Home > Reviews > Panasonic VS7

Panasonic VS7

We powered on the VS7 to see a Pansonic welcome screen.

That leads us to the standby screen, which contains the date, time and signal indicator in the top-left hand corner. The battery meter is located in the top-right hand corner, along with the other icons that appear as needed.

The operator name is located in the middle by default, but it can also be moved to two other locations. The left selection key leads to the Messaging menu, while the right one opens the browser. Unfortunately, you can’t reconfigure these two keys. However, you can configure the four directional keys to point elsewhere; The default shortcuts are Calendar, Create SMS, My Media & Contacts.

You can also lock the keypad by holding down the middle key, but that is obviously unneccessary with any clamshell phone.

The center selection key leads to the main menu. From there one can access all the functions.

Making Calls & Contacts

The Contacts list is a decidedly standard one. If you choose to store contacts in phone memory, you can add a myriad of contact details like e-mail address, home address etc. You can also choose the ringing tone and illumination light colour.

In terms of call quality, the Panasonic VS7 is quite clear. However, the area from which you the sound emanates is rather small, and I had the tendency to press the phone to my ear at the wrong spot, requiring me to adjust the phone so that I could hear anything.

Incoming calls are shown on the external screen, and there is also the option to auto-answer upon flipping open the phone.

The call log can also be found in the contacts menu.


The messaging features on the Panasonic VS7 are quite standard. It supports T9 input, and there is the nice feature of being able to cut, copy and paste text.

The VS7 also recognises smilies and activates various multicoloured illuminations accordingly. Likewise, you can enter a smiley (or choose from a very long list) and though it would appear to most phones as just a smiley in plaintext, a similar Panasonic phone (e.g. VS2, VS3, VS6) should be able to detect the smiley and light up too.

You can view 6 lines of text at once, which is quite sufficient, though Panasonic should have included an option to turn the font size down.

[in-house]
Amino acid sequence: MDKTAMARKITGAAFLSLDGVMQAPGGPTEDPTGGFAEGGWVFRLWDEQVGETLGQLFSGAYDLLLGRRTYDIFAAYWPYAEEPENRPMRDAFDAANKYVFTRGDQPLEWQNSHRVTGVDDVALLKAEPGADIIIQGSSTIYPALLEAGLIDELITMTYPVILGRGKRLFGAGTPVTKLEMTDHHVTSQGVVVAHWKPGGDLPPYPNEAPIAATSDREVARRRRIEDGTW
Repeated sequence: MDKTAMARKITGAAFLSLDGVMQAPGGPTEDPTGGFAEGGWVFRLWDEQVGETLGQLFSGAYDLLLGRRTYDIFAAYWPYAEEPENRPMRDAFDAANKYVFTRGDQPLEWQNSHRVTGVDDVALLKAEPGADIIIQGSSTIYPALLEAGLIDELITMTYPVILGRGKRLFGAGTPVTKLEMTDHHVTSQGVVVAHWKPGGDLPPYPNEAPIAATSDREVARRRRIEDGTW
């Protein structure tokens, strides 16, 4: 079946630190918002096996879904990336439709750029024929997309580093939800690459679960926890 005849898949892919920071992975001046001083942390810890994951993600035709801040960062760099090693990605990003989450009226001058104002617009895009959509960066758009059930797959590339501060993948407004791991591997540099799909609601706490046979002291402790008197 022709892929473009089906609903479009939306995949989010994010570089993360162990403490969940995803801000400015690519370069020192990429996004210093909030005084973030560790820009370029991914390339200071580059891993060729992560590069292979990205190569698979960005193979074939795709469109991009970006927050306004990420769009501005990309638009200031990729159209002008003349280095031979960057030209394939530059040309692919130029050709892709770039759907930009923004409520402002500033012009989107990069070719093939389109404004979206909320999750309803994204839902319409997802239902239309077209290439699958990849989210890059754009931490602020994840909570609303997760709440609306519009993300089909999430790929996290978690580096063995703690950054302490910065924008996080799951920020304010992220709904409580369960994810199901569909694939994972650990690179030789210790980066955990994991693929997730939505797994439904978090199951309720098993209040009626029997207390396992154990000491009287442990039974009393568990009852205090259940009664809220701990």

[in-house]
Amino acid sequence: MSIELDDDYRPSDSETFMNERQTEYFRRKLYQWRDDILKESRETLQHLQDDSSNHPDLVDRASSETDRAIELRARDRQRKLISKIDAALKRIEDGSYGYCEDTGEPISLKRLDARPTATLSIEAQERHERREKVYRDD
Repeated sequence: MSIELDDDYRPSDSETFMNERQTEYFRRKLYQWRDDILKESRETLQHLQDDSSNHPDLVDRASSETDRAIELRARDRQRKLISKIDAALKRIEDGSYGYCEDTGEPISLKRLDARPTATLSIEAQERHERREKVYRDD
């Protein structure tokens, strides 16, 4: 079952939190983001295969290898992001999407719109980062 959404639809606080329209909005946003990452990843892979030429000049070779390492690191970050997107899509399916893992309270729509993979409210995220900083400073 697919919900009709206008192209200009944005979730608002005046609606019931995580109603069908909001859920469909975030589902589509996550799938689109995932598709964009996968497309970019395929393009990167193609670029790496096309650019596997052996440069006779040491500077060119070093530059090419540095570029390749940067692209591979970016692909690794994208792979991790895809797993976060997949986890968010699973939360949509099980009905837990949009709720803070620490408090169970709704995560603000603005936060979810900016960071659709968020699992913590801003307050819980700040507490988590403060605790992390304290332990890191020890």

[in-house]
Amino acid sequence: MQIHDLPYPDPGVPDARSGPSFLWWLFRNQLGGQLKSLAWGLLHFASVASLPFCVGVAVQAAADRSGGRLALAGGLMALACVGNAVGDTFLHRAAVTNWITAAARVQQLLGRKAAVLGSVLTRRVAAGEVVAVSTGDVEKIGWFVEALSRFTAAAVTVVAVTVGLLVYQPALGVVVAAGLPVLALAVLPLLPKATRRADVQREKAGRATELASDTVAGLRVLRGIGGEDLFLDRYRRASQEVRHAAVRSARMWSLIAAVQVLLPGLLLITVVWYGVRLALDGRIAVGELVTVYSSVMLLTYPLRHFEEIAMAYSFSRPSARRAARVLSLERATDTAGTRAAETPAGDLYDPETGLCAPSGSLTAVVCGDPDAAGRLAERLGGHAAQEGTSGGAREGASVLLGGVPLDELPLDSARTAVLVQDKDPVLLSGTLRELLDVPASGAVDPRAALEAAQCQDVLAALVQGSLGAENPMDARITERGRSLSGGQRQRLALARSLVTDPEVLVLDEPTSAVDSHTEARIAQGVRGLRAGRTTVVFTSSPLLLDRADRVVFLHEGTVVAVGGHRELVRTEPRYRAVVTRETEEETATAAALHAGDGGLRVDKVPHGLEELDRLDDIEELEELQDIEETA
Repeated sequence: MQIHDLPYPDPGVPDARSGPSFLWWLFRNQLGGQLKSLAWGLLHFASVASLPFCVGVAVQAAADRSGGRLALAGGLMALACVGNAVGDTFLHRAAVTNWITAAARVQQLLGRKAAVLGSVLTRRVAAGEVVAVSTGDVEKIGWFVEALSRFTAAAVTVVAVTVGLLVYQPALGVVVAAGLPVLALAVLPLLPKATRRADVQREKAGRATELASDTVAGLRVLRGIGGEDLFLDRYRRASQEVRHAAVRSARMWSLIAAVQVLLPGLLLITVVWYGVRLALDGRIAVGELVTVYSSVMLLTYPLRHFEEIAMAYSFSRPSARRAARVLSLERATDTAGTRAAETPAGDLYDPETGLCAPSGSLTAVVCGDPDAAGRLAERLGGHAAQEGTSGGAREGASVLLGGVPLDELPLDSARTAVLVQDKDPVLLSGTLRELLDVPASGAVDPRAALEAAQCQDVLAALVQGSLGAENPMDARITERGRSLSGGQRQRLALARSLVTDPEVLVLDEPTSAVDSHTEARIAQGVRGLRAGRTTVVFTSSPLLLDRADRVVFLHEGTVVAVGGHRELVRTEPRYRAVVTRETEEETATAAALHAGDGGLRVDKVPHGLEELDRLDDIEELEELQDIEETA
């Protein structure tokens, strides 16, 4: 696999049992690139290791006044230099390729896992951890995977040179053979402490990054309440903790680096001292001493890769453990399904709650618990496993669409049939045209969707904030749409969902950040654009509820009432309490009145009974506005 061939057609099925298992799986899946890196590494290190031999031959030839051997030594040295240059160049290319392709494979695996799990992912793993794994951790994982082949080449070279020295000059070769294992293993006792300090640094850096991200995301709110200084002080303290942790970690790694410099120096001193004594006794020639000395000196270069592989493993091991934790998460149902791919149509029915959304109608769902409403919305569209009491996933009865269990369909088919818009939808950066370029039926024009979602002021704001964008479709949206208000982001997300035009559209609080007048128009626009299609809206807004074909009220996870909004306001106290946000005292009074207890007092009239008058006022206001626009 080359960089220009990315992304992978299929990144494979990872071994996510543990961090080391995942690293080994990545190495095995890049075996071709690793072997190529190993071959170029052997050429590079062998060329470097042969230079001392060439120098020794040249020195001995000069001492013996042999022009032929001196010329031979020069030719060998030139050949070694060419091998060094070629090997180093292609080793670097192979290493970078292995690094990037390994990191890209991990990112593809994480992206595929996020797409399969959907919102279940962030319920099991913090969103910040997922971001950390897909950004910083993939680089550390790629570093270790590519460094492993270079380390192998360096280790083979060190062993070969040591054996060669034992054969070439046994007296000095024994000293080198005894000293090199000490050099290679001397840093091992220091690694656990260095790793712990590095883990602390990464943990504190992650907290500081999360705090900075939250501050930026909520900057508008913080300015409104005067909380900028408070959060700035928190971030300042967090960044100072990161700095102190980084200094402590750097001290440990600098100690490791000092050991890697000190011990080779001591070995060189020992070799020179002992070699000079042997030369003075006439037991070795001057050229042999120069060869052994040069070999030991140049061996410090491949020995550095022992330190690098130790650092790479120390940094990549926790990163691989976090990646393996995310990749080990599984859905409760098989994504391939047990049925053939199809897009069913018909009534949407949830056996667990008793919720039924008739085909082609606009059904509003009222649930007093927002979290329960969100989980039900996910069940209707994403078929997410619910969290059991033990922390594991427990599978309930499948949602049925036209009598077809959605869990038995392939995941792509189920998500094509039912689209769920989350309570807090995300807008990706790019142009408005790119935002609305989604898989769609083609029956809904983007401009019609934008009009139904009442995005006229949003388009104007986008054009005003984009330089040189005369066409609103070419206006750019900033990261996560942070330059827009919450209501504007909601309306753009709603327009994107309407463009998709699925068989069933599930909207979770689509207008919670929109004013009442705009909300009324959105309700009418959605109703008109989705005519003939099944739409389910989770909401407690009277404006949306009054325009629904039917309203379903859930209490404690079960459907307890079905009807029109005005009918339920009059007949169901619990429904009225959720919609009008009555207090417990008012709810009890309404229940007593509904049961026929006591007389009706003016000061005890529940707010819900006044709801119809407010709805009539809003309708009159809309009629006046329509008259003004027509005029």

A nice feature that Panasonic added is the ability to read new messages on the external screen. The side buttons are used to scroll up and down in this mode.


The various different settings are located here. Besides the usual settings, there are also several of note.

You can change the illumination colour for each event that occurs (or turn it off completely), like when you receive a message or flip the phone close.

The Profiles menu is also located here. There are 5 profiles that you can edit. (You cannot rename them though.) This is located rather too deep into the menu in my opinion, and changing between profiles can get quite cumbersome. Fortunately, Panasonic mitigates this somewhat by allowing you to hold down the “#” key in standby to switch between the standard profile and the silent one.

Another nice feature here is the ability to choose from four different keypad tones, instead of having to use that monotonous beep again. Besides changing the brightness of the main screen, you can also change the contrast of the external screen.

Under the display menu we found 3 pre-installed themes to choose from.


One gripe that we first noticed here and is inherent throughout the phone is the lack of levels to choose from when changing a setting. For example, there were only four levels of loudness to choose from when changing the ringing volume. During calls, there were likewise only four levels of speaker volume to choose from.

Another major gripe we have is that whenever there is a notification message like “Settings saved”, you cannot press a key to clear the notification from the screen instantly. Instead, you have to wait a full 2 seconds for the message to disappear before you can continue. This became extremely annoying when changing many settings at once.

Battery Life

The battery life on the Panasonic VS7 is decent, lasting around 2-3 days with moderate usage. Our only gripe with the battery is that the battery meter seems to be rather inaccurate. The meter will stay full for a long time, only to suddenly decrease to 2 bars, then 1, then none in the space of a few hours.

VR-Zone is a leading online technology news publication reporting on bleeding edge trends in PC and mobile gadgets, with in-depth reviews and commentaries.

Leave a Reply

Your email address will not be published.

Read previous post:
ATi Licensed HDMI Technology

ATI licensed HDMI high-bandwidth technology from Analogix Semiconductor. The High-Definition Multimedia Interface (HDMI) is a method to pass uncompressed video...